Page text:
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Petrol suppliers cut price to encourage Nigerians to travel to vote again

Petrol suppliers cut price to encourage Nigerians to travel to vote again
FILE PHOTO: A cyclist drives pasts a campaign poster for President Muhammadu Buhari in a street after the postponement of the presidential election in Kano, Nigeria February 17, 2019. REUTERS/Luc Gnago/File Photo Copyright Luc Gnago(Reuters)
Copyright Luc Gnago(Reuters)
By Reuters
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By Felix Onuah

ABUJA (Reuters) - Nigerian fuel suppliers have cut the price of petrol to encourage people to travel to vote in presidential elections this Saturday after the poll was delayed by a week, the information minister said on Wednesday.

The electoral commission announced the delay early last Saturday just Nigeria's 84 million registered voters were preparing to head to the polls. The election is now scheduled to take place this Saturday.

Both of the main parties have expressed concern that this would result in a reduced voter turnout, in part because people who were registered to vote in a different part of the country to where they live would be unable to afford to travel after a wasted trip last Saturday.

Information Minister Lai Mohammed said the Independent Petroleum Marketers Association of Nigeria (IPMAN) had cut the price of petrol at the pumps to 140 naira per litre from 145 naira. The discount will apply from Friday to Monday.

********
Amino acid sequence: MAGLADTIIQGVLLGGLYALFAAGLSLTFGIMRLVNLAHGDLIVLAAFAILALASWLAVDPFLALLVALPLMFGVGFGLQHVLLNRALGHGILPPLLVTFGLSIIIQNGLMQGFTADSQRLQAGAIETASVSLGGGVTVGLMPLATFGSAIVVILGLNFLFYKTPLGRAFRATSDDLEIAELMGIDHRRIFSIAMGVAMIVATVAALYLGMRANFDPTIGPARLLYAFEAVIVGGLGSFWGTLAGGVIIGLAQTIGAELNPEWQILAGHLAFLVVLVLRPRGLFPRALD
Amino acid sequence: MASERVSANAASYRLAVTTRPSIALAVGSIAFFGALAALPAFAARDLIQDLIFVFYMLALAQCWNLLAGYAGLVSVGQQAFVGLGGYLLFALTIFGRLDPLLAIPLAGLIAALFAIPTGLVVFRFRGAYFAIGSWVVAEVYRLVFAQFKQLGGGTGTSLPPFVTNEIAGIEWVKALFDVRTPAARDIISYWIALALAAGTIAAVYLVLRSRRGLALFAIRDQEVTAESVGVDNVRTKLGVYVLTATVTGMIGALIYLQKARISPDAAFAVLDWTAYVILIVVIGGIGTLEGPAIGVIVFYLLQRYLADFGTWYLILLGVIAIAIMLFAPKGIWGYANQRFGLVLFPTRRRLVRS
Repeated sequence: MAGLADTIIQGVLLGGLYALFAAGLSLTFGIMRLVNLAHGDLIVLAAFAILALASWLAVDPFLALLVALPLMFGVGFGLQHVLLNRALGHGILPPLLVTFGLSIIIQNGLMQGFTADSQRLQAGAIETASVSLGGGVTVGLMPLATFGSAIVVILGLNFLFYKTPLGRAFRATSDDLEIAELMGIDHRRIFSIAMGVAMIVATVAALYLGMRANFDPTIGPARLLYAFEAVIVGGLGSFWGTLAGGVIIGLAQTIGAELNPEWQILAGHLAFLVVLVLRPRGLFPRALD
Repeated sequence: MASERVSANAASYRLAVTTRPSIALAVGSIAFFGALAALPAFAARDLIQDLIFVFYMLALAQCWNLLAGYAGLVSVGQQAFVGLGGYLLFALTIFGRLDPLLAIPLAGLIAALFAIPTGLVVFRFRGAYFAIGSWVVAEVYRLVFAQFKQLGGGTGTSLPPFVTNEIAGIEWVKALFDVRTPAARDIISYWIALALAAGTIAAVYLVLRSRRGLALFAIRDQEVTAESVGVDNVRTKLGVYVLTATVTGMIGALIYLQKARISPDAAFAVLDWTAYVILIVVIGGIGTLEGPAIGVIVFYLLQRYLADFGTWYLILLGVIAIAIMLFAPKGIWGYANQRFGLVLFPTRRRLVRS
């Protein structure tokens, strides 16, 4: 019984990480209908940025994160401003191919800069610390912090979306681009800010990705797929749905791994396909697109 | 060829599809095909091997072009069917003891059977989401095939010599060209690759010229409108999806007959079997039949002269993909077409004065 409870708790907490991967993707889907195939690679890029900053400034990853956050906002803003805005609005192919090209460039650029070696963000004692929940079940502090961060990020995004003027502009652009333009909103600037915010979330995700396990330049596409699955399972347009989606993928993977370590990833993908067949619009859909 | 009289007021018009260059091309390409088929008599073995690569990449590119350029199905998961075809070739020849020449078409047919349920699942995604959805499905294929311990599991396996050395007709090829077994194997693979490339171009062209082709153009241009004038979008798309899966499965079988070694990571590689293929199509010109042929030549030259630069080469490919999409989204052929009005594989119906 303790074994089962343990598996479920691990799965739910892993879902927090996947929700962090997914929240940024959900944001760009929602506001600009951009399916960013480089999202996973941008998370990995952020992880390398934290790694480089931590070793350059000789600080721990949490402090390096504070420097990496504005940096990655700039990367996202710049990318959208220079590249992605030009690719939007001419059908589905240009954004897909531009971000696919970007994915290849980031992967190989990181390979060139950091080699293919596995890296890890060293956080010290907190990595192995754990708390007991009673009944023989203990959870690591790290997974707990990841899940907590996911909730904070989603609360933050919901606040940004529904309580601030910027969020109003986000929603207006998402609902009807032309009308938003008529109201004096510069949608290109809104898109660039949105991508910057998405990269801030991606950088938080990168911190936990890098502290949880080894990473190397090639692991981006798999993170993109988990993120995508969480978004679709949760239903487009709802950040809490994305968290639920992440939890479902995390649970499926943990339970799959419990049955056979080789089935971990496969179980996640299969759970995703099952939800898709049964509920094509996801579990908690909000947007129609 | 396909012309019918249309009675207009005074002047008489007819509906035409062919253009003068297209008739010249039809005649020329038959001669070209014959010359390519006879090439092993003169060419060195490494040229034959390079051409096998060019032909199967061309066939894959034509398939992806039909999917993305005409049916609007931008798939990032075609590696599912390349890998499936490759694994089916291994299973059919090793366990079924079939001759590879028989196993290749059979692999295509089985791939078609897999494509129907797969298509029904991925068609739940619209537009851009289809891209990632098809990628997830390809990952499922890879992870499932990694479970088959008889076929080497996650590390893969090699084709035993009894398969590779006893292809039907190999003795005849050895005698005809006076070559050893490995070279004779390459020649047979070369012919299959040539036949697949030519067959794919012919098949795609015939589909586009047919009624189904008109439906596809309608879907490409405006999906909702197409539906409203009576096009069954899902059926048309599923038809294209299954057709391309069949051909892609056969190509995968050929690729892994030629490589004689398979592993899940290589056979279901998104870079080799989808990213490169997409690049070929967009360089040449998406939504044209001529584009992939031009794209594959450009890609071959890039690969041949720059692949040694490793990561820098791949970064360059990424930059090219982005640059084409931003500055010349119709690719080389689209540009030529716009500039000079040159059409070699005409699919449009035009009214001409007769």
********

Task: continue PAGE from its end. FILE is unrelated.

Mohammed also told reporters the National Union of Road Transport Workers, which has about 2 million members who operate bus routes nationwide, had agreed to provide discounts to travellers "looking to travel to their respective voting points".

Two airlines had also offered discounts to people who showed their voting cards.

President Muhammadu Buhari faces a tight contest against businessman and former vice president Atiku Abubakar, the main opposition candidate, to lead a country that has Africa's largest economy and is its top oil producer but is plagued by corruption and a wide gap between rich and poor.

The election has been fought over Buhari's handling of the economy amid fragile growth and growing unemployment as Nigeria recovers from a recession in 2016. Rising insecurity, notably in regions under attack by Boko Haram and other Islamist militants, is also a big worry.

(Reporting by Felix Onuah; Writing by Alexis Akwagyiram; Editing by James Macharia and Angus MacSwan)

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